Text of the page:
An analysis of John Dos Passos' Streets of Night and its seminal effect on Manhattan Transfer and U.S.A
Breedlove, Nancy Elizabeth P
Isle, Walter W.
Master of Arts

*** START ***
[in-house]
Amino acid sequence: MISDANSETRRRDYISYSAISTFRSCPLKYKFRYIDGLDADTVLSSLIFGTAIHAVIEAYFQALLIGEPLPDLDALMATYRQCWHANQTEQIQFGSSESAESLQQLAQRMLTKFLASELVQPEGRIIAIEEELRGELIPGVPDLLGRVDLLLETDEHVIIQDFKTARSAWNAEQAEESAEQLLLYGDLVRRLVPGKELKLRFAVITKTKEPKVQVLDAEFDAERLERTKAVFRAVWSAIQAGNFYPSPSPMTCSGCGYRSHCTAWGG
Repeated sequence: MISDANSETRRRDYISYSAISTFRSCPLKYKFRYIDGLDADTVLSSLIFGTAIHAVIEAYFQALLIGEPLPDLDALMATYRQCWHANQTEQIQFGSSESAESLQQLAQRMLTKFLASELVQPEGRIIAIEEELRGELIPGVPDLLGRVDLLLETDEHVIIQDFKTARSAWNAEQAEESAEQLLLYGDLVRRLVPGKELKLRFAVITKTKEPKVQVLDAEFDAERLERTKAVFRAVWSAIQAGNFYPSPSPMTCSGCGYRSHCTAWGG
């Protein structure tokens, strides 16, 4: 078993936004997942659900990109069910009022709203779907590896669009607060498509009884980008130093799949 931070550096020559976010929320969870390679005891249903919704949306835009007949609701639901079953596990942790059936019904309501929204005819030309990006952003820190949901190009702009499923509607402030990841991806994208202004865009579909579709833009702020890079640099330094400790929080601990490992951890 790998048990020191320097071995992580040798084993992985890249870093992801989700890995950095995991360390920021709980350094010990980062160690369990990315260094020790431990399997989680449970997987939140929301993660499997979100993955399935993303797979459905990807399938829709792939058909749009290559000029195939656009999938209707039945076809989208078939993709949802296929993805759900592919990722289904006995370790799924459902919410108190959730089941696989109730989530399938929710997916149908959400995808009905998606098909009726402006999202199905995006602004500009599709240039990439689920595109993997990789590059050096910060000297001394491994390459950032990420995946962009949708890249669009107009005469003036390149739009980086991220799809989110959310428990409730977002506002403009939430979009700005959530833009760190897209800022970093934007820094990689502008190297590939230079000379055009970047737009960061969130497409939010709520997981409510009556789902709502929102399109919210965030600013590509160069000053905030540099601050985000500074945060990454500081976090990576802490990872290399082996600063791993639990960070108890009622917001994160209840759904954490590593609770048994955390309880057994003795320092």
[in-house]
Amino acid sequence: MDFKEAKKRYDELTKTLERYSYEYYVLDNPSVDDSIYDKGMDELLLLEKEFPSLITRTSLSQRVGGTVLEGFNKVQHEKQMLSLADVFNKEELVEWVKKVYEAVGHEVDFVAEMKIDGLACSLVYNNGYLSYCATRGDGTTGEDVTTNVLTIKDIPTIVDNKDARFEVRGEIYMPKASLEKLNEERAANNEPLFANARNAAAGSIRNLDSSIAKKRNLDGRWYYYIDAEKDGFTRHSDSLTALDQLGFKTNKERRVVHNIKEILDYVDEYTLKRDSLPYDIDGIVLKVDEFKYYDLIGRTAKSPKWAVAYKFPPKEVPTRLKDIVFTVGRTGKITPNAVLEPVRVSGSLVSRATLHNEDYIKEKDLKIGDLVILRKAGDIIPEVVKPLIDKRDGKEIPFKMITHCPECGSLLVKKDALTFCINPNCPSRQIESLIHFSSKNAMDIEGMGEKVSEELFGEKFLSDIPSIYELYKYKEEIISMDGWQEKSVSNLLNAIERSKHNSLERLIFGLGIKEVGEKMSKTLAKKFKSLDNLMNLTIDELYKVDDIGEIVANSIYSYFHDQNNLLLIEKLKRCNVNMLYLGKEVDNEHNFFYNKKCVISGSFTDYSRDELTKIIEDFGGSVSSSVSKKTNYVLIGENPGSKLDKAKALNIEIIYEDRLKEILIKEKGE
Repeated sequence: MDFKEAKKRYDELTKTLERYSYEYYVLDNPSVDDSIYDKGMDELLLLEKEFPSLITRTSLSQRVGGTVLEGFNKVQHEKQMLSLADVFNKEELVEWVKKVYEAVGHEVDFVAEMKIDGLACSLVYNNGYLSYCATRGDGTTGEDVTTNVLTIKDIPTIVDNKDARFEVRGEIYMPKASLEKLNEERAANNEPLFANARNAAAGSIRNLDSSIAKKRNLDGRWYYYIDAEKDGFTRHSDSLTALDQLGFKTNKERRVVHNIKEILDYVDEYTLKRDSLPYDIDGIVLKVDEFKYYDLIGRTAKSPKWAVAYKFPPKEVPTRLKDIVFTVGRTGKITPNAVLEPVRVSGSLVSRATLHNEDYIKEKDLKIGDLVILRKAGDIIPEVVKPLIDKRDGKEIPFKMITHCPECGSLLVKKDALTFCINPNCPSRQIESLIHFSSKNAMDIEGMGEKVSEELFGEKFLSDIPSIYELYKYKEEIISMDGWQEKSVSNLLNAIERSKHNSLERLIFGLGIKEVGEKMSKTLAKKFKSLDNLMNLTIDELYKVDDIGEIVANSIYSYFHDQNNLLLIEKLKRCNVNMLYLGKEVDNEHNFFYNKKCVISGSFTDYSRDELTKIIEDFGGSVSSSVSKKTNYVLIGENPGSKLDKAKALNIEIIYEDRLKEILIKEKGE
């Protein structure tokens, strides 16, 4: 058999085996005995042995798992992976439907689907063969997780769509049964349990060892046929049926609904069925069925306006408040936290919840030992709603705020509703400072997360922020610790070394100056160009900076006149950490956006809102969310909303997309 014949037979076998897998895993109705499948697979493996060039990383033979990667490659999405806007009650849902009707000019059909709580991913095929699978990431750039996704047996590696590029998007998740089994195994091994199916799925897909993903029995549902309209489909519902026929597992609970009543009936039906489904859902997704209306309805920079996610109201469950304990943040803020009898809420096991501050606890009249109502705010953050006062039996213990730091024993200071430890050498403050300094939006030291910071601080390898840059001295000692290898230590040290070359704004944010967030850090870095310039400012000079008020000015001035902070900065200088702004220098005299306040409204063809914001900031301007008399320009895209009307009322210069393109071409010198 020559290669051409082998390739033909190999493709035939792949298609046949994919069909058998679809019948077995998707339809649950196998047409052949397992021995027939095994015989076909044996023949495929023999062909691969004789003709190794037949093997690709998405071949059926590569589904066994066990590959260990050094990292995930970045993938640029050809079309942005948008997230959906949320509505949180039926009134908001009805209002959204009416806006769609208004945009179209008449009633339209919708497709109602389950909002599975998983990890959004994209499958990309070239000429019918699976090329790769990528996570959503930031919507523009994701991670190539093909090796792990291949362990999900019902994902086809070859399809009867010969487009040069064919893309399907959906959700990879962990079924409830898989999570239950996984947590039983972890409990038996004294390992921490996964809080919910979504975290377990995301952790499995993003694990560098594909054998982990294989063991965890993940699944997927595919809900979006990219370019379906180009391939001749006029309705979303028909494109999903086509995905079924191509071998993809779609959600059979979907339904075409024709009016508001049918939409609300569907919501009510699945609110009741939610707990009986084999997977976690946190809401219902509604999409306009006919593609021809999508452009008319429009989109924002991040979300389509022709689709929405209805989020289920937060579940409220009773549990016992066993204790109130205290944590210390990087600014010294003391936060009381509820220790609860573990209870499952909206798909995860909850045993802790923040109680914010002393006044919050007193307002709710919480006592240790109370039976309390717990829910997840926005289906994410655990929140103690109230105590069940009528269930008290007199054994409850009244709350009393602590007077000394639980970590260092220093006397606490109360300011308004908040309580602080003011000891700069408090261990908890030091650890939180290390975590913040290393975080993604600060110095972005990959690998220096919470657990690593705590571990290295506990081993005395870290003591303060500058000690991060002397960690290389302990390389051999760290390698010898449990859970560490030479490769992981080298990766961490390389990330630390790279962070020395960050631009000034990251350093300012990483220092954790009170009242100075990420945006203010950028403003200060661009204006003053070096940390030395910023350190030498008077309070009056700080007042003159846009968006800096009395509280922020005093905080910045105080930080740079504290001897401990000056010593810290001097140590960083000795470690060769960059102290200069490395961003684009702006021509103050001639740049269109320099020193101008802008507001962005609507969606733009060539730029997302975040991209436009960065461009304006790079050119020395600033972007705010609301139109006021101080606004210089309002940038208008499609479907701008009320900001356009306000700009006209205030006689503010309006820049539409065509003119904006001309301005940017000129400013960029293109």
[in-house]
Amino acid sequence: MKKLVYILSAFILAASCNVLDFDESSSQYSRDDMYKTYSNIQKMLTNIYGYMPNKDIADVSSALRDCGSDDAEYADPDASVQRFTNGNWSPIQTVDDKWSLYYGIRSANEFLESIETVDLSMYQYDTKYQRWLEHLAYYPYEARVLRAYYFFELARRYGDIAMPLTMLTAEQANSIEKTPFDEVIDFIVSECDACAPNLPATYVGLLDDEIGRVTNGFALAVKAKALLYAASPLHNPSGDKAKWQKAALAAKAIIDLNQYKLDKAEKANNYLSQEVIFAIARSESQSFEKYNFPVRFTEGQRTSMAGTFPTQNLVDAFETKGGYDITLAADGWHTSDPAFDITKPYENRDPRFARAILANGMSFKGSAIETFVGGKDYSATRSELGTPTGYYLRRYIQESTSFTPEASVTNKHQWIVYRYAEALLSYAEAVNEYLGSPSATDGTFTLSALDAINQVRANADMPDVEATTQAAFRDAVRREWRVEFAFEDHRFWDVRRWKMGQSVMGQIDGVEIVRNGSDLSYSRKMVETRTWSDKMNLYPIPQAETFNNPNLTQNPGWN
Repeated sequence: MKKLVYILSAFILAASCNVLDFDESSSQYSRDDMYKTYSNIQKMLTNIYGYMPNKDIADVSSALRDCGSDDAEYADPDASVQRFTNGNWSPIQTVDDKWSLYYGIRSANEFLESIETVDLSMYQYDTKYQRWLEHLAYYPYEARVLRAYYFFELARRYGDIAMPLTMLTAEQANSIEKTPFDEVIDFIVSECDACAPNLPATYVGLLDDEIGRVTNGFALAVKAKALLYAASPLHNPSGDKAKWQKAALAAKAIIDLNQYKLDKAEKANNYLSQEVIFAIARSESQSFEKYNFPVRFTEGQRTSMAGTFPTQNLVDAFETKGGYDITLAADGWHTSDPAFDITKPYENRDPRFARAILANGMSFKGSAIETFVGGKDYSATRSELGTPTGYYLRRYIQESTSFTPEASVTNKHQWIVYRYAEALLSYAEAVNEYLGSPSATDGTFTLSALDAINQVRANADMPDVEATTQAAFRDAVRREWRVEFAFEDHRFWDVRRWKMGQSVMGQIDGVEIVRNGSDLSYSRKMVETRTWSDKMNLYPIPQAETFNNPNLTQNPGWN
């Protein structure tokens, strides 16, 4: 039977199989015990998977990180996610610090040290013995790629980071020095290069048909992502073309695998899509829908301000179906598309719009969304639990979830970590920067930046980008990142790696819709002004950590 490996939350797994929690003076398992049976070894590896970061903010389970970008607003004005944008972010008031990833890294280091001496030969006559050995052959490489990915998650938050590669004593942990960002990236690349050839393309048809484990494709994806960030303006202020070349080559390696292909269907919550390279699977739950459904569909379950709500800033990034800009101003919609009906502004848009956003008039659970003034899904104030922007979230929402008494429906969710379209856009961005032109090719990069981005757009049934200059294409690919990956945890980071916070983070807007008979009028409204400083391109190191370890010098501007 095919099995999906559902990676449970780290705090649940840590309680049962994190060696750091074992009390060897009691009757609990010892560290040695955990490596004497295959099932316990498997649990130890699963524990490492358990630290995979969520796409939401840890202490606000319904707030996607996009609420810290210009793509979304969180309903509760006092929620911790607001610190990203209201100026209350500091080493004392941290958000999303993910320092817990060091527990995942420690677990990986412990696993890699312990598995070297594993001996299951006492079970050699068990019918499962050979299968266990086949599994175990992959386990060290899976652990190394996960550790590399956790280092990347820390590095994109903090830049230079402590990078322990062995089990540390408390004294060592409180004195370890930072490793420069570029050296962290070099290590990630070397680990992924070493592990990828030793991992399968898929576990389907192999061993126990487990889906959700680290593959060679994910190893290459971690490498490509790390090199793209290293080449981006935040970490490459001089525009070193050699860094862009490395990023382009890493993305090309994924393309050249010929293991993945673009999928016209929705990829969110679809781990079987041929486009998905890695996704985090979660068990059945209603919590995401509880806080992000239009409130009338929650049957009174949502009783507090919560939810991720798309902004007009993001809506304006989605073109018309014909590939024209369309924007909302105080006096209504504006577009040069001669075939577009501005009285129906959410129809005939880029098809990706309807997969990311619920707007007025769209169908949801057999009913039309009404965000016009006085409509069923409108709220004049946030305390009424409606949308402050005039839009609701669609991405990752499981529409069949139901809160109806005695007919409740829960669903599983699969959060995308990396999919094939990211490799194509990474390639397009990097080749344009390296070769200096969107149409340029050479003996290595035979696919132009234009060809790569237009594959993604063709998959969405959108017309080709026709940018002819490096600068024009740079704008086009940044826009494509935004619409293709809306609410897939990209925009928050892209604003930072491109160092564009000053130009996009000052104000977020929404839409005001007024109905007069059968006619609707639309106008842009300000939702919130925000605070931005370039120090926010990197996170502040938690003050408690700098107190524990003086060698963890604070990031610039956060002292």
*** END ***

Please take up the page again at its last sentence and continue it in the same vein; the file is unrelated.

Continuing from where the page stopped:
Common to all of John Dos Passos' early novels is a pessimistic view of man's ability to fulfill himself and to make a worthy contribution to society at the same time. The author's philosophy has been examined with respect to almost all of his early novels culminating in U.S.A, except for Streets of Night. Although Streets of Night is an immature work, in an overall analysis of Dos Passos' work the novel merits study. The characters in Streets of Night may be no more than stereotypes, but they represent types that Dos Passos repeatedly uses. Chapter One of the thesis is an analysis of the three main characters -- Fanshaw Macdougan, David Wendell, and Nancibel Taylor--to establish what the types are from whom Dos Passos draws his characters in Manhattan Transfer and U.S.A. Simultaneously the study shows that lifeless as the characters are, they are drawn with a precision that marks Dos Passos' maturing craftsmanship. The author*s use of imagery and his careful meshing of imagery with structure is examined in Chapter Two. In his awareness that imagery must be functional rather than decorative for it to have meaning and that structure is one of the major concerns of the novelist, Dos Passos demonstrates a sophistication that is absent in his earlier works. In Chapter Three the characters, imagery, and structure of Streets of Night are studied in relationship to those of Manhattan Transfer and of U.S.A. . One ultimately observes that although Streets of Night seems to have little relation to U.S.A. , the novelist's character types and his low estimation of man's ability and willingness to make his life personally and socially rewarding remain essentially the same from the somewhat unsuccessful efforts of the apprentice to the masterpiece of the accomplished writer.